Family Life. Peter endured only what family life he could not escape. As a boy he had witnessed family feuds and blood baths. He ended his first marriage with Eudokia Federovna Lopukhina by forcing her to enter a monastery. His son, Alexis, with whom Peter never troubled himself, was accused of plotting against the throne and on his father's orders was imprisoned and died under torture (1718) in the Peter and Paul Fortress. A commoner, Martha Skavronska, lived with Peter for several years before she embraced the Orthodox faith and took the name of Catherine. In 1712 Peter wed her officially, and she bore him 11 children, of whom only two, Anna and Elizabeth, survived. When Peter abolished the traditional succession of inheritance to the throne (1722), he made Catherine an empress and proclaimed her his successor. He died during the night of Jan. 27–28, 1725, as a result of an illness contracted while trying to save some soldiers caught in a storm at sea off Petersburg.
Czar Peter and Catholicism. Although the Roman Catholic Church could not be said to possess any great strength in Russia, it was ever interested in bringing back the Russian Orthodox to Christian unity and, in Peter's time, desirous of using the Russian land route to China. Peter tried to use this interest to his own advantage. During Sophia's regency, Leopold I of Austria had sent an embassy to Moscow to enlist aid against the Turks and to safeguard the precarious position of the few Catholics in Moscow. The two Jesuit priests in that mission discussed reunion with Boris Galitsyn, the regent's councilor. Nothing came of the mission or of the talks, but John Schmidt was allowed to remain in Moscow as chaplain to the Catholics. Later Albert de Boye joined him, and until 1689 two Jesuits served some 100 Catholic families in Moscow. General Gordon, a Catholic and a confidant of Peter, even helped them to open a small school. When a few boyar families became Catholics, Orthodox opposition increased. In 1689 Boris Galitsyn fell into disfavor and was exiled by Peter to Siberia. The Jesuits were also ordered to leave Moscow. A Dominican and later two secular priests also served for a while in Moscow. However, Peter was offended when he learned that the Jesuit Philippe avril had mentioned his epilepsy in a book on the Catholic missions to Russia, and even the intercession of Gordon was unable to check the Emperor's growing hostility to Catholicism.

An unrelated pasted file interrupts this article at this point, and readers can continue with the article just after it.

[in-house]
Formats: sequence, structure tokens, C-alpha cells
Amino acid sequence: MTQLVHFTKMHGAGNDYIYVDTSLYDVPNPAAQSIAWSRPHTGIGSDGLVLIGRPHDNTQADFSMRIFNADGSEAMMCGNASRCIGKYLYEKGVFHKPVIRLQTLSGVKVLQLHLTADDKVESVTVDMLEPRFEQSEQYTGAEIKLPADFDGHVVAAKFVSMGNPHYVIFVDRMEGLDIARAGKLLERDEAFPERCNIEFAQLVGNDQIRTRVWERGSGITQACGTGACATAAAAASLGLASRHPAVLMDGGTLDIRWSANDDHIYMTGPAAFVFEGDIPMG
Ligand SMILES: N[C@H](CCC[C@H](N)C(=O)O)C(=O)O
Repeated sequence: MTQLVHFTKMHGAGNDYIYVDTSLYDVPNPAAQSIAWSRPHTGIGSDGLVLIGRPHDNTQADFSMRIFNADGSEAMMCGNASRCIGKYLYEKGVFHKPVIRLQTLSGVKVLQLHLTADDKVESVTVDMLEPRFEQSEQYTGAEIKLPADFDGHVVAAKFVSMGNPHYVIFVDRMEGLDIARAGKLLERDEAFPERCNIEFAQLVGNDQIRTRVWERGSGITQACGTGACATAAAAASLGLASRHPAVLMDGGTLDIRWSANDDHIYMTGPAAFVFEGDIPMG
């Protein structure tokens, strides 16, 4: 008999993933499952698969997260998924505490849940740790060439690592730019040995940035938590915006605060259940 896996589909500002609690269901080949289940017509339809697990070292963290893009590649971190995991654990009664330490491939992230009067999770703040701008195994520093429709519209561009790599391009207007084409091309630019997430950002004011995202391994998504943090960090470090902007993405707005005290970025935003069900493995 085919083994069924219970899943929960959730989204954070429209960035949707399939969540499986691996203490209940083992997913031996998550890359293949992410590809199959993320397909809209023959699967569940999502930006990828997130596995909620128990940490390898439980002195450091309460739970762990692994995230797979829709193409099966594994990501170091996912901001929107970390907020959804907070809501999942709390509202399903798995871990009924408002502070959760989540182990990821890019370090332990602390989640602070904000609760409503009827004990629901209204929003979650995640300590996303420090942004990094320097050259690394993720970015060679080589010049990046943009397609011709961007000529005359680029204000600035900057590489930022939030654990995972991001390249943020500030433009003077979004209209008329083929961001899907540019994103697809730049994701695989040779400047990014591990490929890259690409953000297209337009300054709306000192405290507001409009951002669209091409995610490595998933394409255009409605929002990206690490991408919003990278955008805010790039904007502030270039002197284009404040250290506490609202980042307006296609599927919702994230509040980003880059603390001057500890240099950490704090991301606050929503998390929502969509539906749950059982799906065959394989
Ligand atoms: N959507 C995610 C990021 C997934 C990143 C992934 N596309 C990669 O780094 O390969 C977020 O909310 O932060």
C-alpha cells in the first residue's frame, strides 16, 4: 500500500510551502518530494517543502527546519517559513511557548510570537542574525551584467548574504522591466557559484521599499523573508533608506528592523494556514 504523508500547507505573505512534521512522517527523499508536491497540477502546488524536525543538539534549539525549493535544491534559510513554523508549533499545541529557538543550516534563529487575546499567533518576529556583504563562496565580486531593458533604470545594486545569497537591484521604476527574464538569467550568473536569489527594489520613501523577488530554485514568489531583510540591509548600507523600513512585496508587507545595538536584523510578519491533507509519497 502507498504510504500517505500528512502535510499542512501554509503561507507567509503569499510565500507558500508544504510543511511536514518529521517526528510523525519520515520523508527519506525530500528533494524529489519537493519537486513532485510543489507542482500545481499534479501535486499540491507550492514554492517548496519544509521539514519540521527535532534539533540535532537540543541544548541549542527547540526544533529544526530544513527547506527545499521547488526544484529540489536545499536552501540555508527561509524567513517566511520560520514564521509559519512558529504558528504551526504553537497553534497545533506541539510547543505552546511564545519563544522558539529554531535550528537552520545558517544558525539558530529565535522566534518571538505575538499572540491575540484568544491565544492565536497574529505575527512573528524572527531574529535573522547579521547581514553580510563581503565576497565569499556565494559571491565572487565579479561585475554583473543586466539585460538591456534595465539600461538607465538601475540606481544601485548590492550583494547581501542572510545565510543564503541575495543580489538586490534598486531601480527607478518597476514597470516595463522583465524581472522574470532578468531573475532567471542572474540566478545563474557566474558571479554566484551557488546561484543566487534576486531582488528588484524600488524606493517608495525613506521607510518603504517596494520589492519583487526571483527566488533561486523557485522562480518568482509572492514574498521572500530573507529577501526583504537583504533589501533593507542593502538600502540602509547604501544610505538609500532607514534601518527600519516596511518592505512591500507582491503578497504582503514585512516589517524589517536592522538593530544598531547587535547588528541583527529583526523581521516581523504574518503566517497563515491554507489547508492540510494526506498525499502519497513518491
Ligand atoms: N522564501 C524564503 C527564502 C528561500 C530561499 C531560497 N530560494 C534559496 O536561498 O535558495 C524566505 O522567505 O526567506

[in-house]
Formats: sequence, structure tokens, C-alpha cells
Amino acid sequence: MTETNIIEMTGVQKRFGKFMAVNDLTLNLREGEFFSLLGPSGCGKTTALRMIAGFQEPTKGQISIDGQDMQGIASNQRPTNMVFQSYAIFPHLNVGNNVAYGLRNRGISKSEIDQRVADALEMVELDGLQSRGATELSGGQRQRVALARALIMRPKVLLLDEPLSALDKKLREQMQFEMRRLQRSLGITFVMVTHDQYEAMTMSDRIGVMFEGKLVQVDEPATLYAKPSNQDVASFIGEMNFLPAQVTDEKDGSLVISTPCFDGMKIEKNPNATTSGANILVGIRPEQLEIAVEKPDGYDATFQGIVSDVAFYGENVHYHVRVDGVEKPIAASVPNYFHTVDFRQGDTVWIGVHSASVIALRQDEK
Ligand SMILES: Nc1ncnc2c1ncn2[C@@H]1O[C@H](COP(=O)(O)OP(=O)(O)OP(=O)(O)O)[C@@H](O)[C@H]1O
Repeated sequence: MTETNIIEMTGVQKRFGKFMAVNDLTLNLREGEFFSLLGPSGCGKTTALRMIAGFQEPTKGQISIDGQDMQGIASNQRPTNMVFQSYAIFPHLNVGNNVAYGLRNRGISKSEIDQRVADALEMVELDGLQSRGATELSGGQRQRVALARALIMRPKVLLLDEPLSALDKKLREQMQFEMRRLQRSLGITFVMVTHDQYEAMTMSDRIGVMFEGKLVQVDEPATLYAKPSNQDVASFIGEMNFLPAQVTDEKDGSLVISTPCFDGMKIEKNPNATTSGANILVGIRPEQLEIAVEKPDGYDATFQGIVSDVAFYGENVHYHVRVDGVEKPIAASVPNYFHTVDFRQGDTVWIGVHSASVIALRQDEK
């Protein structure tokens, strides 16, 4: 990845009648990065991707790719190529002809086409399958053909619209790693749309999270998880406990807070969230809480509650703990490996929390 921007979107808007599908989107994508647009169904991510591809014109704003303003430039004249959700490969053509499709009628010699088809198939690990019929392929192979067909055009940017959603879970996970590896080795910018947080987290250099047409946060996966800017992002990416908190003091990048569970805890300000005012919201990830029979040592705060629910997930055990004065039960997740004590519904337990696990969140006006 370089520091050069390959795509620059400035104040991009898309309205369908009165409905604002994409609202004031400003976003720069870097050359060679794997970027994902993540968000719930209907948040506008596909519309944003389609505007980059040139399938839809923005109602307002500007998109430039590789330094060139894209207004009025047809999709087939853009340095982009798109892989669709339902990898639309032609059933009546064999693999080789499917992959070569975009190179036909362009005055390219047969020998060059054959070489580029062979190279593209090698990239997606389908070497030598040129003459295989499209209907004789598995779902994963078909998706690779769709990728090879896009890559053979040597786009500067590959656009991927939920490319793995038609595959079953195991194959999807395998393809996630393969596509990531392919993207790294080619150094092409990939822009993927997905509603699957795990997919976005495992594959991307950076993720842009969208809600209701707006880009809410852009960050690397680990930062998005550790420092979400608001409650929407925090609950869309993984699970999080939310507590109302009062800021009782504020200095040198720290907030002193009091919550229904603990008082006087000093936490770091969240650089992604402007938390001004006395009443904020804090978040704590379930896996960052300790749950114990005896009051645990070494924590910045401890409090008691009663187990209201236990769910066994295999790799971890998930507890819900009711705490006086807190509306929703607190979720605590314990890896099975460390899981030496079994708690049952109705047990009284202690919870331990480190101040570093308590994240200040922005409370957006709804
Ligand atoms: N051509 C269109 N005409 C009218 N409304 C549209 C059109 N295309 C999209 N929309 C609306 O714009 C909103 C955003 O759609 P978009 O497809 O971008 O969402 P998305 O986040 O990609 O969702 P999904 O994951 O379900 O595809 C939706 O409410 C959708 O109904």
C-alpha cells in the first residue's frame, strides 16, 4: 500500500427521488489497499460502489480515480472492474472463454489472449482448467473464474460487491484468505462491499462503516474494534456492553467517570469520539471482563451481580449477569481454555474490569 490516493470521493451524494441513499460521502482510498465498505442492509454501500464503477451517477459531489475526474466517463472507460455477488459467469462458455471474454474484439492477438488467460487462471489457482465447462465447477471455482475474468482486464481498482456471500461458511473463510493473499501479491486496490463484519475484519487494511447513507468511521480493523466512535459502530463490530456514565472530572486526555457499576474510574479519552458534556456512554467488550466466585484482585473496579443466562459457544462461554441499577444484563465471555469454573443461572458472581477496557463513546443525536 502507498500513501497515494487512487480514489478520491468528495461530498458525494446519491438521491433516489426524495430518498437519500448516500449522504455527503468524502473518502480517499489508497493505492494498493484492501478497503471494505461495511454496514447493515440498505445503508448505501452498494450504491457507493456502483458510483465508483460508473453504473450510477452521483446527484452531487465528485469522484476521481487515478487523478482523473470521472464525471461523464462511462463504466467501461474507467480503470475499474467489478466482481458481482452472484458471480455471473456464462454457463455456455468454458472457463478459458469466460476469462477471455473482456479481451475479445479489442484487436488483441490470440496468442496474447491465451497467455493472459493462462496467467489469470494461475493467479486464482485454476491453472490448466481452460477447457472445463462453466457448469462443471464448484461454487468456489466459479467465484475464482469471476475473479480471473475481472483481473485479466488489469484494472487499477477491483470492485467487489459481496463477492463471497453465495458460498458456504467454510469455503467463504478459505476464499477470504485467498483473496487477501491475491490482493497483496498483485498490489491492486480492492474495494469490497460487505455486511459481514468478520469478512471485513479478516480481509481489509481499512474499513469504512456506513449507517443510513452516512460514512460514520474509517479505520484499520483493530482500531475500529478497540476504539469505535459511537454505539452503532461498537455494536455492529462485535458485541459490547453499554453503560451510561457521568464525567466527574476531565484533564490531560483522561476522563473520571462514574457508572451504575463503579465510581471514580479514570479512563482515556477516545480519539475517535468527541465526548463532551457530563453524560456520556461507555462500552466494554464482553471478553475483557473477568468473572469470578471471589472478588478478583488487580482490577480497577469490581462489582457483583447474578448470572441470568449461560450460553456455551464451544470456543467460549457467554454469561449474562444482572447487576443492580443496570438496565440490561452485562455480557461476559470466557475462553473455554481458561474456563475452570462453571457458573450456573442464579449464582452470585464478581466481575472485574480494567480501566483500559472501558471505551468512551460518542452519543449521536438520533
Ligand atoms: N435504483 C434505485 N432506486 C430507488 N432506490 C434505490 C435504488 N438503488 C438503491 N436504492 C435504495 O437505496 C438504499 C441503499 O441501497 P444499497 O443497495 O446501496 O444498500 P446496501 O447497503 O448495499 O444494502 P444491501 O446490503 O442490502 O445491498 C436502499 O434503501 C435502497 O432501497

Two other Jesuits, John Milan and John Berula, and a Veronese missioner, Casagrande, accompanied another mission from Leopold I in 1698. Casagrande was allowed to attend to the spiritual needs of the Venetians in Voronezh; the two Jesuits remained in Moscow. There they reopened the school and even made some converts among the boyars. Since the Jesuits in their school were doing what Peter felt was needed, he did not hinder their work, despite the opposition of the Orthodox, even after the death of their protector, Gordon (1699). But when the friendship between Austria and Russia cooled, the Jesuits again were unwanted in Russia. When they departed in April 1719, they left behind some 2,000 Catholics, including some Russians, a bishop, three priests, and about 25 boyars. Rome replaced the Jesuits with Franciscans, Conventuals, and Capuchins, who, in turn, were expelled in 1724. Dominicans were planned for the Moscow mission, but after Peter's death they were never sent.
Peter was not a religious liberal. Although Catholics of the Latin rite were generally left in peace, such was not the case with the Eastern Catholics in the western regions of Russia. Although promised protection by Peter, they were constantly harassed by Russian troops. Some priests even died at the hands of the soldiers. Peter's tolerance for Catholics came from his desire for Vatican support against Charles XII of Sweden. He protested concern for reunion, but Pope Clement XI recognized his aims as political and refused to endorse the campaign against Sweden. After the battle at Poltava (1709), Peter had no further use for the Vatican and all talk of reunion ceased.
It was Peter the Great who catapulted Russia, for a time, into the mainstream of the West. This is recognized even by the Soviets, who claim that the spirit of Peter was that of a "first Bolshevik," despite the fact that it was Peter who was responsible for autocracy in Russia.
Bibliography: v. o. kliuchevsky, Peter the Great, tr. l. archibald (New York 1961). m. just, Rome and Russia (Westminster, Md. 1954) 78–88. r. n. bain "Peter the Great and His Pupils, 1689–1730," Cambridge Modern History (London–New York 1902–12) 5:518–557. j. glazik, Lexikon für Theologie und Kirche, ed. j. hofer and k. rahner, 10 v. (2d, new ed. Freiburg 1957–65) 8:364–365. c. b. o'brien Russia under Two Tsars, 1682–1689 (Berkeley 1952). c. de grunwald, Peter the Great, tr. v. gerwin (New York 1956). b. h. sumner, Peter the Great and the Emergence of Russia (New York 1951). r. wittram, Peter der Grosse: Der Eintritt Russlands in die Neuzeit (Berlin 1954). r. t. mcnally, "Chaadaev's Evaluation of Peter the Great," Slavic Review 23 (1964) 31–44. r. k. massie, Peter the Great, His Life and World (New York 1980). e. j. phillips, The Founding of the Russia Navy: Peter the Great and the Azov Fleet, 1688–1714 (Westport, Conn.1995). a. g. cross, Peter the Great through British Eyes: Perceptions and Representations of the Tsar since 1698 (Cambridge 2000). p. bushkovitch, Peter the Great: The Struggle for Power, 1671–1725 (Cambridge 2001).
[w. c. jaskievicz]